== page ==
This post examines how that looks in the era of the pandemic and how we might look at things differently when schools reopen, which they will — eventually.
This was written by Jack Schneider, a scholar of education history and policy at the University of Massachusetts at Lowell and the author of several books, including “Beyond Test Scores.” He is also the co-host of an education podcast called “Have You Heard” with Jennifer Berkshire.
By Jack Schneider
For the past generation, we have been talking about the achievement gap in American public education — the fact that low income students and students from historically marginalized racial groups, on average, score lower than their more privileged peers. Chiefly, this matter has been treated as a problem with the schools.
In a news release accompanying No Child Left Behind legislation, for instance, president George W. Bush celebrated that “An ‘age of accountability’ is starting to replace an era of low expectations” in our schools. His Democratic successor, Barack Obama, went a step further, pinning responsibility on educators. “The single most important factor” in determining student achievement, Obama insisted, is “who their teacher is.”
Scholars, meanwhile, have made a very different case.
In the research community, it is widely recognized that students transition into schools not from a blank slate, but from an unequal society. Because of that, young people enter school with vastly different levels of preparation. As renowned teacher educator Gloria Ladson-Billings argued in a celebrated address to the educational research community, the “achievement gap” is a misnomer, implying an expectation that all children would perform equally at school. Instead, she suggested, we should train our collective gaze on the “education debt” — the damage done to particular communities by “the historical, economic, sociopolitical, and moral decisions and policies that characterize our society.”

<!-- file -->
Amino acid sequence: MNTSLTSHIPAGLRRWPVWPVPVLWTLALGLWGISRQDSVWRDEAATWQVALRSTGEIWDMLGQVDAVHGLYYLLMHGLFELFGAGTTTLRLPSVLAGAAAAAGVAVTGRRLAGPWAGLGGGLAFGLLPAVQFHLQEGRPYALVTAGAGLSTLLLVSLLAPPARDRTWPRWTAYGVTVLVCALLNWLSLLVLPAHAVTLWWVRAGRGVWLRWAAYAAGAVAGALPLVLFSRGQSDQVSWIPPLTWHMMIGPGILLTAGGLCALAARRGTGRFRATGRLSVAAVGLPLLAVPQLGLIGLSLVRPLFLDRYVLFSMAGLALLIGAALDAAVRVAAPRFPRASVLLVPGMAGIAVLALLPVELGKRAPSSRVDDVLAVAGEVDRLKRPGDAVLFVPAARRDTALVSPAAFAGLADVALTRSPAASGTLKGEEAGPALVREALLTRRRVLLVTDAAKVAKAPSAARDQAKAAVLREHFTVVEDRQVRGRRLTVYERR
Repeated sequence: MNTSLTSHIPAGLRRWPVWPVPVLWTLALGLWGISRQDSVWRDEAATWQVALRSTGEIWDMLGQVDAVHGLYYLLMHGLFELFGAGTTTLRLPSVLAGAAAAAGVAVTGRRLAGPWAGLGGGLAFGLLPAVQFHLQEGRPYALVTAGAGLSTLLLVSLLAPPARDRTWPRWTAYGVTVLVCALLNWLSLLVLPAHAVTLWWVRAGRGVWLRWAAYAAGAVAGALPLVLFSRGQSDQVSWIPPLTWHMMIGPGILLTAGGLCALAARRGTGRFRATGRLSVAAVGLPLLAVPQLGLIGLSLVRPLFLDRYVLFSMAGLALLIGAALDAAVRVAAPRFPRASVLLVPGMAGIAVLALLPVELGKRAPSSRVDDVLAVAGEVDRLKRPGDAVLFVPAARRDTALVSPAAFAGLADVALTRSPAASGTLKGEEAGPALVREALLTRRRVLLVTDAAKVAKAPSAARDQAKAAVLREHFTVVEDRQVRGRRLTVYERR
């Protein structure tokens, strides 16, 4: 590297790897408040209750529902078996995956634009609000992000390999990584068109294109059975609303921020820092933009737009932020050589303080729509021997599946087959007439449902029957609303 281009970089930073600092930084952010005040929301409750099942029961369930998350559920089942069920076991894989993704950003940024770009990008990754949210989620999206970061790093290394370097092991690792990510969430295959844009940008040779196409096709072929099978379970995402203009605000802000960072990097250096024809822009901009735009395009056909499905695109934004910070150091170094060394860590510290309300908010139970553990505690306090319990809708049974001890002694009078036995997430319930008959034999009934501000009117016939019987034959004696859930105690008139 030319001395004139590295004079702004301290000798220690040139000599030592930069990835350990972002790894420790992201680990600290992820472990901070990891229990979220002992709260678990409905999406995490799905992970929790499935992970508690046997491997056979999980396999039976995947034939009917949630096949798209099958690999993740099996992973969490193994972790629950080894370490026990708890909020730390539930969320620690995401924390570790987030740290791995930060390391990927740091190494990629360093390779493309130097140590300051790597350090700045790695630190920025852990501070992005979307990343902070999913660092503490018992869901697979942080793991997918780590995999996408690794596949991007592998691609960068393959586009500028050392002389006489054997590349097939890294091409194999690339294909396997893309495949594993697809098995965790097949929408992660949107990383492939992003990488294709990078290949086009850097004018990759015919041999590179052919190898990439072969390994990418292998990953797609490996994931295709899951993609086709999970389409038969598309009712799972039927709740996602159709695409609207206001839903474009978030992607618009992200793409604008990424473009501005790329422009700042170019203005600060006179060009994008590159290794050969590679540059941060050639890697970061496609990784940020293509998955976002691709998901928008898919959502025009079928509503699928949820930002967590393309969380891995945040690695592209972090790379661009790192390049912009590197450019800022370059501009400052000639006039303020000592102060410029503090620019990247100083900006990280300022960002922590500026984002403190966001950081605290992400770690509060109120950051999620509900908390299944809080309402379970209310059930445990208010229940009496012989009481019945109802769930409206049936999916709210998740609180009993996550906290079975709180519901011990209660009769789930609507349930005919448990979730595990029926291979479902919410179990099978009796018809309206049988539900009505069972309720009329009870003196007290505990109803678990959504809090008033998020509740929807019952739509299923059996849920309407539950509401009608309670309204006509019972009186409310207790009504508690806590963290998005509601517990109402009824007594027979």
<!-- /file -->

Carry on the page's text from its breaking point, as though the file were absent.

The achievement gap, in this framing, is merely a symptom of broader inequality, past and present. The implication is that maybe schools are not to blame, after all. Such a position is well-supported by educational research. But for many Americans, it remains relatively abstract.
The covid-19 outbreak, then, may be the best time to actually see the education debt in action. The playing field across schools has been leveled with a bulldozer — differences in school funding, facilities, curricular resources, teacher experience, arts and music education and more are essentially moot. With students at home, schooling has shifted online, dramatically reducing what can happen educationally. Assume, then, that the schools are now more or less equal. An outgoing tide has lowered all boats.
Yet, some students will make significant educational progress during this hiatus from school, even as many of their peers lose ground.
Consider, first, the parental supports some young people have. Roughly 69 percent of students will have two parents at home with them, tag-teaming to offer support and encouragement. Some of those parents — disproportionately drawn from those with extended formal education — will feel at ease generating a school-like environment.